6:30 am. I got up and took some long exposure shots from the window of the street below. Mrs. G. was already stirring, and within a half hour, we went down for the complimentary breakfast—omelets, potatoes, yogurt and waffles. The coffee was good and the newspapers were free, so this was not a bad way to start the day. I took notice that several people, including actual grown-ups, were still wearing their pajamas, which I half-considered for the next day.
My appointment was at 3:00, so we had enough time to visit the Cleveland Botanical Garden, which was beautiful. There’s something to be said for a city that puts aside vast acreage for elaborate gardens and related buildings, and this one didn’t disappoint at all. Right next-door was the Cleveland Museum of Art, which is one of the finer art museums that I’ve seen, and that includes the fancy one in Paris. There was enough of everything, and it wasn’t dark and somber; rather it was open, bright and airy. After lunch in the museum’s cafeteria, we headed off to my appointment.
Some of the other highlights of the trip were the Cleveland Arcade (built in 1888), and East 4th Street, which is closed to car traffic, and home to lots of cool restaurants and stores. Those were really nice. That being said, it should be noted that Cleveland is a city that has been hit hard economically. There are many empty storefronts, and the Cleveland Arcade was a ghost town, but everything is clean and well maintained. The streets look as if they’ve been vacuumed. As we didn’t bring fancy clothes, and since we aren’t fancy-eatin’ people anyway, we had dinner at the Hard Rock, bought a bottle of wine at a CVS drug store, and went up to our room.
Day Three: The plan was to head home today, so we took our time getting ready, and went down to breakfast a little later. I did not wear pajamas. We struck up a conversation with a guy in the restaurant who happened to be from Rochester, New York (small world) so we swapped advice about places to see in Cleveland. After breakfast and a stop at the brochure rack, we packed up our stuff and did a quick checkout while we waited for our car to be brought back from the bowels of the city.
We were on our way, but there was one thing left to do, and it was only a few miles away. We had Siri guide us to the Christmas Story House. Yes, that Christmas Story House. The house in the movie that runs on TV for two days in a row around Christmas. Much of the film was shot in a studio in Toronto, but all of the exteriors and many of the interior scenes happened in a little house on 3159 W 11th Street in Cleveland. The house was purchased and rehabbed by a gentleman who made his money manufacturing leg lamps, and while this might not have been the highlight of the trip, it was darned close, and yes, I bought a Red Ryder BB gun at the gift shop and no, I won’t shoot my eye out.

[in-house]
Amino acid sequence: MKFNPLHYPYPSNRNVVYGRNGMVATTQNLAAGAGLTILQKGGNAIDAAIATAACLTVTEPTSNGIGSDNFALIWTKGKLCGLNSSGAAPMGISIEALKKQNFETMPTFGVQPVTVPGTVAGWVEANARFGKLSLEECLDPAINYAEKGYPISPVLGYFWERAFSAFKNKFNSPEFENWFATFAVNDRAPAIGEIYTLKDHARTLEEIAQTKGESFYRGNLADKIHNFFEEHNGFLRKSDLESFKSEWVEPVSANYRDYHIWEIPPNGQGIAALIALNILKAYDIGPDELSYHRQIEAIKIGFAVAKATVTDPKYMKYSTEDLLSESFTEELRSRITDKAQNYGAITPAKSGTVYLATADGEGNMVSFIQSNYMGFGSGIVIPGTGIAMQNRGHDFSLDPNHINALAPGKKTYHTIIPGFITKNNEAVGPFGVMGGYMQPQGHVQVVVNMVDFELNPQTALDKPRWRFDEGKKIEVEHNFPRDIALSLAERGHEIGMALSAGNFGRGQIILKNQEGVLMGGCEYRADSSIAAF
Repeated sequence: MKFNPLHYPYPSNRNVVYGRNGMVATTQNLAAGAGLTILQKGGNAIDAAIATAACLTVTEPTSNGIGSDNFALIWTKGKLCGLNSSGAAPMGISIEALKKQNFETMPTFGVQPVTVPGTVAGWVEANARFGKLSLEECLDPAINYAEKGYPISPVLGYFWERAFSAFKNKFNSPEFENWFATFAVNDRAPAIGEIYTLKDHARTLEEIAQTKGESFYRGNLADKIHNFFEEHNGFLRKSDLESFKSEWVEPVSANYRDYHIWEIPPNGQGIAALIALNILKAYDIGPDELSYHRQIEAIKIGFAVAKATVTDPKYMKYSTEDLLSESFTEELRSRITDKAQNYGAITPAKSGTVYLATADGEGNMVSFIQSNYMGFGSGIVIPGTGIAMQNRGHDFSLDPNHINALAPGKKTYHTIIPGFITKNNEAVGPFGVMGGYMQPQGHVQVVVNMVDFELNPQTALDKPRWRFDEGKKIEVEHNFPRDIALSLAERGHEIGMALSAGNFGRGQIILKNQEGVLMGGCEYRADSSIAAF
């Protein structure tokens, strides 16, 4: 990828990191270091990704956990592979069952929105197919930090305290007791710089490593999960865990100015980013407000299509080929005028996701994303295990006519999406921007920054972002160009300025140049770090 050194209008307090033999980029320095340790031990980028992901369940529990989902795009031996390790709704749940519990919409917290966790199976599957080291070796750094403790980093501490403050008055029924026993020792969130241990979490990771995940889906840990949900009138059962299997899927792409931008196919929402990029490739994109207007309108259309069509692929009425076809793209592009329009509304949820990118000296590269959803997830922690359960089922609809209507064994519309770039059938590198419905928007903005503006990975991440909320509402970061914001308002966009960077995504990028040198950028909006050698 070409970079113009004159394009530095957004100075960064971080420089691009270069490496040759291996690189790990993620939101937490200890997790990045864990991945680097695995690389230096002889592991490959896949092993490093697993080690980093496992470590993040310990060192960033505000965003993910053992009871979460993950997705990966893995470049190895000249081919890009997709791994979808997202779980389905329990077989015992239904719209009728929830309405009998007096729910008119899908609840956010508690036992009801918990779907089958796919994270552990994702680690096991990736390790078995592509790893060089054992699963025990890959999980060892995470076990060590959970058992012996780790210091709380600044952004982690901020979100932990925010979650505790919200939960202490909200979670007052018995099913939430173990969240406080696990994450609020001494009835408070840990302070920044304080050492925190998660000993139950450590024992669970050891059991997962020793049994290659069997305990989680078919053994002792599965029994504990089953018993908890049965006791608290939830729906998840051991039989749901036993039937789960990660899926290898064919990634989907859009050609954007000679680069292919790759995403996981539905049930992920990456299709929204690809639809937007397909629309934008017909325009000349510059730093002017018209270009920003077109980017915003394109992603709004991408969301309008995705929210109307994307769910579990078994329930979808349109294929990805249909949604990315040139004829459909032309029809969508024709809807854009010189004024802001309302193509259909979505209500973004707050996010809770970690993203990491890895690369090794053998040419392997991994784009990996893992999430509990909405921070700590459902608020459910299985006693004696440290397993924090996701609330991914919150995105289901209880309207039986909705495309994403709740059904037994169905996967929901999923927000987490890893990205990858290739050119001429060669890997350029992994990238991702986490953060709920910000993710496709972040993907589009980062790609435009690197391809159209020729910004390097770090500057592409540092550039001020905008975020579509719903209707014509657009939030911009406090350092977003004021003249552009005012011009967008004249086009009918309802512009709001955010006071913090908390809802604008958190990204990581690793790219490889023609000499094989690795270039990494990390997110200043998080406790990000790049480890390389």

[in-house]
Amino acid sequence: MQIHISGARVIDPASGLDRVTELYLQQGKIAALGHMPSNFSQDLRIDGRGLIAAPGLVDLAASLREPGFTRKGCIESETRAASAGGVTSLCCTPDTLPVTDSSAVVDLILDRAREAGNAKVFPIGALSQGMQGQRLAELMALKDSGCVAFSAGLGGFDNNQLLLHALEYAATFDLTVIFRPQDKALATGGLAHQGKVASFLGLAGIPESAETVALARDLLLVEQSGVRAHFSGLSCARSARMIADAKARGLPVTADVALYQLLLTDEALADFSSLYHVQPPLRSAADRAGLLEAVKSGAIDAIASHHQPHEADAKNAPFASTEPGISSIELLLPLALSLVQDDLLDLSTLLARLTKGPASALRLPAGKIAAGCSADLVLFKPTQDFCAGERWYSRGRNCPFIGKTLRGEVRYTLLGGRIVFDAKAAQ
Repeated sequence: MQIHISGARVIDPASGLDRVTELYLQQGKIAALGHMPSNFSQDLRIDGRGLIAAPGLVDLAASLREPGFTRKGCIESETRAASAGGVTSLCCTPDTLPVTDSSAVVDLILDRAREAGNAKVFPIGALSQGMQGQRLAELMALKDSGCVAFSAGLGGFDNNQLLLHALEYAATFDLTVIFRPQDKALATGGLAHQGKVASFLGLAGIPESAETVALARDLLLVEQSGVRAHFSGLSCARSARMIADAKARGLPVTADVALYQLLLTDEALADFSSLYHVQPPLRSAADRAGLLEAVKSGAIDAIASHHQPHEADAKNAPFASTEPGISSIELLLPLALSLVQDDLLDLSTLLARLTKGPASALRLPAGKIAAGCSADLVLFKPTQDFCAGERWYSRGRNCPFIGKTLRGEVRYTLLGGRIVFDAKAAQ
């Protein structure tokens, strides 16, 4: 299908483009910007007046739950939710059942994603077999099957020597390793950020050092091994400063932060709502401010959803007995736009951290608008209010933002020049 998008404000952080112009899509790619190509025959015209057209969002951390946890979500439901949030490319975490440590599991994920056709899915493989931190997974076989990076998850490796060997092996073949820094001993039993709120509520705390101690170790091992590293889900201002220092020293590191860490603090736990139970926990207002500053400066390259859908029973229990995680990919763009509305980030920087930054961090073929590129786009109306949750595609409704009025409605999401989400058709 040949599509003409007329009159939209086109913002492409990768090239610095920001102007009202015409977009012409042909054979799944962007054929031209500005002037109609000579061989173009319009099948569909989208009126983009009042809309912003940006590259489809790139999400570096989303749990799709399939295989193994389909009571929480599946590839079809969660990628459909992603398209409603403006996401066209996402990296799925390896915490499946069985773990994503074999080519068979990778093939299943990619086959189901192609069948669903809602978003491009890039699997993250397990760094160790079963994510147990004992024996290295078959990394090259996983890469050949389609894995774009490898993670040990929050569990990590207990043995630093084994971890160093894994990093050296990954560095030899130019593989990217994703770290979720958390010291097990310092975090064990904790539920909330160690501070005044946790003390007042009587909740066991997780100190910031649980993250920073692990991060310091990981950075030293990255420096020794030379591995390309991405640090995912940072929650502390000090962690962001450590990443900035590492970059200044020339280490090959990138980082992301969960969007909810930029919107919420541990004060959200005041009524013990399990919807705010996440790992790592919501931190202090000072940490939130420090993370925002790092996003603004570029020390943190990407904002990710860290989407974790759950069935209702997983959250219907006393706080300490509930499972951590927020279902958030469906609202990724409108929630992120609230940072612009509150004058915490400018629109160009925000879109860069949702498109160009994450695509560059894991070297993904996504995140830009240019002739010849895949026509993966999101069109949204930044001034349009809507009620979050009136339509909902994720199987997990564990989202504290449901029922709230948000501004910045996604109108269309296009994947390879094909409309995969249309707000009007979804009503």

The drive home went quickly. On the way back, we passed the Oscar Meyer Weinermobile, and shorty after that, we saw a bald eagle circling the thruway. “Sure, why not?” I thought. Mrs. G. and I talked for four solid hours about all the stuff we had seen and done over the course of a few short days, and while we have satellite radio in the car, it was seldom on for both legs of the journey. Mrs. G. and I have been traveling together for over thirty years, and we have a rhythm that is both comfortable and engaging. Who knows? This car traveling thing might catch on.
We left our house not knowing what to expect, which is often the best way to go somewhere, and we left Cleveland a few days later wanting to go back. There’s a lot to see, which also opened our eyes to something else—Philadelphia is only five and a half hours away, where I’m sure we could easily fill a couple of days. They have a big bell on display that’s kind of cool, and the Rocky statue, and the Betsy Ross house, and I also hear that they make a mean steak sandwich there. I’ll ask Mrs. G. about it. I’m sure she has the brochures somewhere.